GIVE through
December 31

Resource Center for Nonviolence

Organization Mission

The Resource Center for Nonviolence promotes the practice of nonviolence as a means of effecting personal and social change and creating a more just, peaceful and sustainable world. This commitment to nonviolence is rooted in reverence for life in all its forms, and the dignity of all persons.

We encourage these commitments:

  1. Learn my role in racism, militarism, economic exploitation, patriarchy, and other violence
  2. Take nonviolent actions in personal and political life
  3. Learn from my mistakes and my successes—and from others around me
  4. Make connections with marginalized people
  5. Apply nonviolence to other parts of my life: meditation, music, journaling, artistic expression
  6. When engaged in conflict, actively respect all people involved
  7. Learn from activists in struggles around the world
  8. Learn from and organize nonviolent action campaigns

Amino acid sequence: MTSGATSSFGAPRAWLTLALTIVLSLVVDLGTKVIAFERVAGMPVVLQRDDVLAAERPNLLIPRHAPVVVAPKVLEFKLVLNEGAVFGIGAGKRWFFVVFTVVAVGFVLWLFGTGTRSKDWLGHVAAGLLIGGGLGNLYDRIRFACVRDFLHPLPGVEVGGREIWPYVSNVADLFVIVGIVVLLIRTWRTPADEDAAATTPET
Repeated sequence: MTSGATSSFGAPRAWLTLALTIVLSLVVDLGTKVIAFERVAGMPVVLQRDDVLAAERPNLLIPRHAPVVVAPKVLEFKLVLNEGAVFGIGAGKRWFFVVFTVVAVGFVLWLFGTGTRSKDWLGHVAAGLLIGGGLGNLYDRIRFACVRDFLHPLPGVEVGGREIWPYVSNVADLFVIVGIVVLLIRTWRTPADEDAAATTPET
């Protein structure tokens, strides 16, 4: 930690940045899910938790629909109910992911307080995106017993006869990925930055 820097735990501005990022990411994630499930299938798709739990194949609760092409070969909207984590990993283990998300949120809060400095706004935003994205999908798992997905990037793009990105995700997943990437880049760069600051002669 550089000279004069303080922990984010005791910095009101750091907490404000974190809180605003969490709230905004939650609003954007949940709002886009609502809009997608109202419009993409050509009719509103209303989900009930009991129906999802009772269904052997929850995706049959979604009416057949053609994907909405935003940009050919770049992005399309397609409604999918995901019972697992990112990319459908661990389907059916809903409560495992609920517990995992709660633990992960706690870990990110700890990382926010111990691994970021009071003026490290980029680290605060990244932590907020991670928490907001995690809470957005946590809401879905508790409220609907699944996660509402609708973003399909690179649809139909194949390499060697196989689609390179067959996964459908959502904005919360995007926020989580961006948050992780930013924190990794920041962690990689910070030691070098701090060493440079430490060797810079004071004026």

9. Build communities of activism, solidarity, mutual respect, and commitment to nonviolence

 

The Big Idea:
Project Regeneration Nonviolence Training for Youth

Project Regeneration is to teach Dr. Martin Luther King Jr.’s six steps of nonviolent action to students at a public high school. Students will choose a social change issue they’d like to work on, then learn and apply the Kingian process to identify, investigate, address, negotiate, take public action, and reconcile social justice issues that impact them at school or in their community.

In this way, Project Regeneration will develop the next generation of nonviolent leaders. RCNV also provides a facility and organizational support for community members to work for human rights, economic justice, racial justice, peace, refusing militarism, environmental sustainability, and more. In the past year, more than 100 local nonprofit organizations used our space for events, meetings, and constructive work.

  This experience continues to contribute so much to my life. The community that we were in [trip to Selma] was very horizontal and made me much more engaged and accountable to my actions and words, and conscious of the ways in which I have an impact on the group. I also have learned so many organizing and life lessons from the folks on the trip and from Selma.

LN, Santa Cruz, age 18